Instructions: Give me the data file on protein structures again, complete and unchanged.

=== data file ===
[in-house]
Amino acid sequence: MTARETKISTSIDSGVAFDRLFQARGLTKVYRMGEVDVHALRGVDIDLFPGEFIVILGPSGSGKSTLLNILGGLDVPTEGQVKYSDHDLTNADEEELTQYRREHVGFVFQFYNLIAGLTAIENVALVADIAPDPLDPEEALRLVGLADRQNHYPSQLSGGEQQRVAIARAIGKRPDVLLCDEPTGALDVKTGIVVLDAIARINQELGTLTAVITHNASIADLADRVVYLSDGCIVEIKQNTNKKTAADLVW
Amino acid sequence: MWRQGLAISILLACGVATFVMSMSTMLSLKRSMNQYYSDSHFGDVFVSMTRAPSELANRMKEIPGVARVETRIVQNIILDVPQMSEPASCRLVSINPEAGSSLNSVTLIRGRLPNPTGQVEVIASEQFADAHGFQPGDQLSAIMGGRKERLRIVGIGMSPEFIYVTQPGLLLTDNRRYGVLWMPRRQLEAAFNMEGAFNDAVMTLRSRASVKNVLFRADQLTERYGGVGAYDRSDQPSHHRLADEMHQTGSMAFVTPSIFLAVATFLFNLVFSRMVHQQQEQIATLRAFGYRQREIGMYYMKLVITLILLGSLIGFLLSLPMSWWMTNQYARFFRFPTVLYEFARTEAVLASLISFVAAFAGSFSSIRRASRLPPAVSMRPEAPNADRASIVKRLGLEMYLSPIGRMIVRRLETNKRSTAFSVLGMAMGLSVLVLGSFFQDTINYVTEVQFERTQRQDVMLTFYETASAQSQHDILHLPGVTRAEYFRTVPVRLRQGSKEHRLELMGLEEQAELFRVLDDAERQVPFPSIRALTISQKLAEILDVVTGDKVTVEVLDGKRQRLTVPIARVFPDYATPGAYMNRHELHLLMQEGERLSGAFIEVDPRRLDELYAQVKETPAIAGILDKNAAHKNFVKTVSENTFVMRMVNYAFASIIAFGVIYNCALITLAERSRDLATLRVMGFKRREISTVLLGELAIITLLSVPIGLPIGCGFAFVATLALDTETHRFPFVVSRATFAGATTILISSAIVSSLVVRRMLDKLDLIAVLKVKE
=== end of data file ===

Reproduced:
[in-house]
Amino acid sequence: MTARETKISTSIDSGVAFDRLFQARGLTKVYRMGEVDVHALRGVDIDLFPGEFIVILGPSGSGKSTLLNILGGLDVPTEGQVKYSDHDLTNADEEELTQYRREHVGFVFQFYNLIAGLTAIENVALVADIAPDPLDPEEALRLVGLADRQNHYPSQLSGGEQQRVAIARAIGKRPDVLLCDEPTGALDVKTGIVVLDAIARINQELGTLTAVITHNASIADLADRVVYLSDGCIVEIKQNTNKKTAADLVW
Amino acid sequence: MWRQGLAISILLACGVATFVMSMSTMLSLKRSMNQYYSDSHFGDVFVSMTRAPSELANRMKEIPGVARVETRIVQNIILDVPQMSEPASCRLVSINPEAGSSLNSVTLIRGRLPNPTGQVEVIASEQFADAHGFQPGDQLSAIMGGRKERLRIVGIGMSPEFIYVTQPGLLLTDNRRYGVLWMPRRQLEAAFNMEGAFNDAVMTLRSRASVKNVLFRADQLTERYGGVGAYDRSDQPSHHRLADEMHQTGSMAFVTPSIFLAVATFLFNLVFSRMVHQQQEQIATLRAFGYRQREIGMYYMKLVITLILLGSLIGFLLSLPMSWWMTNQYARFFRFPTVLYEFARTEAVLASLISFVAAFAGSFSSIRRASRLPPAVSMRPEAPNADRASIVKRLGLEMYLSPIGRMIVRRLETNKRSTAFSVLGMAMGLSVLVLGSFFQDTINYVTEVQFERTQRQDVMLTFYETASAQSQHDILHLPGVTRAEYFRTVPVRLRQGSKEHRLELMGLEEQAELFRVLDDAERQVPFPSIRALTISQKLAEILDVVTGDKVTVEVLDGKRQRLTVPIARVFPDYATPGAYMNRHELHLLMQEGERLSGAFIEVDPRRLDELYAQVKETPAIAGILDKNAAHKNFVKTVSENTFVMRMVNYAFASIIAFGVIYNCALITLAERSRDLATLRVMGFKRREISTVLLGELAIITLLSVPIGLPIGCGFAFVATLALDTETHRFPFVVSRATFAGATTILISSAIVSSLVVRRMLDKLDLIAVLKVKE